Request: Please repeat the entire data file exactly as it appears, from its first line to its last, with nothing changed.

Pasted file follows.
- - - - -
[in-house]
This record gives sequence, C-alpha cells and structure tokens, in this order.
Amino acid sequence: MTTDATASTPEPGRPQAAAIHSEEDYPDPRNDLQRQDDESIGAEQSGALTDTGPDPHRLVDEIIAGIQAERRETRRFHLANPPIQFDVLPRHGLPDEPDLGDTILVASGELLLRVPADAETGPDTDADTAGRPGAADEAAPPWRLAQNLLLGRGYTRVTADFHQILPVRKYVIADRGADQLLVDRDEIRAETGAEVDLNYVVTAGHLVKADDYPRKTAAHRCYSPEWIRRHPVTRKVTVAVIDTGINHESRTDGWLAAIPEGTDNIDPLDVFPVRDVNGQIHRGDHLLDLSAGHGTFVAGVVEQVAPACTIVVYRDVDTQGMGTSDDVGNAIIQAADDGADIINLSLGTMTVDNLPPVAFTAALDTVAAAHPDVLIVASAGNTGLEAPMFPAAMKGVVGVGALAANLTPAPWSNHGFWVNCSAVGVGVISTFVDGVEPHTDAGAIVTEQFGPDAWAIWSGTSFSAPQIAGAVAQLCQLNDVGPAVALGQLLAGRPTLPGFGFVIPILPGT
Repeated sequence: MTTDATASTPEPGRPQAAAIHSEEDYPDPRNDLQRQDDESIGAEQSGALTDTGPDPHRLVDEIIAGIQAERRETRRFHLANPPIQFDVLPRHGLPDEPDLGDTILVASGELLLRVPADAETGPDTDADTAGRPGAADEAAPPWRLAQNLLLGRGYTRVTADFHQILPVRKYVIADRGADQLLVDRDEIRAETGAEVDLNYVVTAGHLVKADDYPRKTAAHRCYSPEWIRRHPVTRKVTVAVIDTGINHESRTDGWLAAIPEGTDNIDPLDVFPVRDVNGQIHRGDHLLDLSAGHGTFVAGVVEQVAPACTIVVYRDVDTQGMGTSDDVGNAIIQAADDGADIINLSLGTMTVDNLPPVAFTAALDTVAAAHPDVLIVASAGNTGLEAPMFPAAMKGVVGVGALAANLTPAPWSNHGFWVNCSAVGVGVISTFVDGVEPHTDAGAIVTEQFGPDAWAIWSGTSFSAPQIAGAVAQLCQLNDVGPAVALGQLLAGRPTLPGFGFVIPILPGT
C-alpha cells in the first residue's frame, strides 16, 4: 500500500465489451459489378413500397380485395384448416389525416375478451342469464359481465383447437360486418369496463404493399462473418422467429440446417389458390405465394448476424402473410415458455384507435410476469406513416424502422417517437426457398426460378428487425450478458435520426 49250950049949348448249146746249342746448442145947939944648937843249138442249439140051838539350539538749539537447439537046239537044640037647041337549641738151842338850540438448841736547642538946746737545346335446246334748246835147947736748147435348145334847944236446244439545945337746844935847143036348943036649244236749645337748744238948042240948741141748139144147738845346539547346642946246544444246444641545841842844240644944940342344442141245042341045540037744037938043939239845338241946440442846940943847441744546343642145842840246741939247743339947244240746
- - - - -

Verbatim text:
[in-house]
This record gives sequence, C-alpha cells and structure tokens, in this order.
Amino acid sequence: MTTDATASTPEPGRPQAAAIHSEEDYPDPRNDLQRQDDESIGAEQSGALTDTGPDPHRLVDEIIAGIQAERRETRRFHLANPPIQFDVLPRHGLPDEPDLGDTILVASGELLLRVPADAETGPDTDADTAGRPGAADEAAPPWRLAQNLLLGRGYTRVTADFHQILPVRKYVIADRGADQLLVDRDEIRAETGAEVDLNYVVTAGHLVKADDYPRKTAAHRCYSPEWIRRHPVTRKVTVAVIDTGINHESRTDGWLAAIPEGTDNIDPLDVFPVRDVNGQIHRGDHLLDLSAGHGTFVAGVVEQVAPACTIVVYRDVDTQGMGTSDDVGNAIIQAADDGADIINLSLGTMTVDNLPPVAFTAALDTVAAAHPDVLIVASAGNTGLEAPMFPAAMKGVVGVGALAANLTPAPWSNHGFWVNCSAVGVGVISTFVDGVEPHTDAGAIVTEQFGPDAWAIWSGTSFSAPQIAGAVAQLCQLNDVGPAVALGQLLAGRPTLPGFGFVIPILPGT
Repeated sequence: MTTDATASTPEPGRPQAAAIHSEEDYPDPRNDLQRQDDESIGAEQSGALTDTGPDPHRLVDEIIAGIQAERRETRRFHLANPPIQFDVLPRHGLPDEPDLGDTILVASGELLLRVPADAETGPDTDADTAGRPGAADEAAPPWRLAQNLLLGRGYTRVTADFHQILPVRKYVIADRGADQLLVDRDEIRAETGAEVDLNYVVTAGHLVKADDYPRKTAAHRCYSPEWIRRHPVTRKVTVAVIDTGINHESRTDGWLAAIPEGTDNIDPLDVFPVRDVNGQIHRGDHLLDLSAGHGTFVAGVVEQVAPACTIVVYRDVDTQGMGTSDDVGNAIIQAADDGADIINLSLGTMTVDNLPPVAFTAALDTVAAAHPDVLIVASAGNTGLEAPMFPAAMKGVVGVGALAANLTPAPWSNHGFWVNCSAVGVGVISTFVDGVEPHTDAGAIVTEQFGPDAWAIWSGTSFSAPQIAGAVAQLCQLNDVGPAVALGQLLAGRPTLPGFGFVIPILPGT
C-alpha cells in the first residue's frame, strides 16, 4: 500500500465489451459489378413500397380485395384448416389525416375478451342469464359481465383447437360486418369496463404493399462473418422467429440446417389458390405465394448476424402473410415458455384507435410476469406513416424502422417517437426457398426460378428487425450478458435520426 49250950049949348448249146746249342746448442145947939944648937843249138442249439140051838539350539538749539537447439537046239537044640037647041337549641738151842338850540438448841736547642538946746737545346335446246334748246835147947736748147435348145334847944236446244439545945337746844935847143036348943036649244236749645337748744238948042240948741141748139144147738845346539547346642946246544444246444641545841842844240644944940342344442141245042341045540037744037938043939239845338241946440442846940943847441744546343642145842840246741939247743339947244240746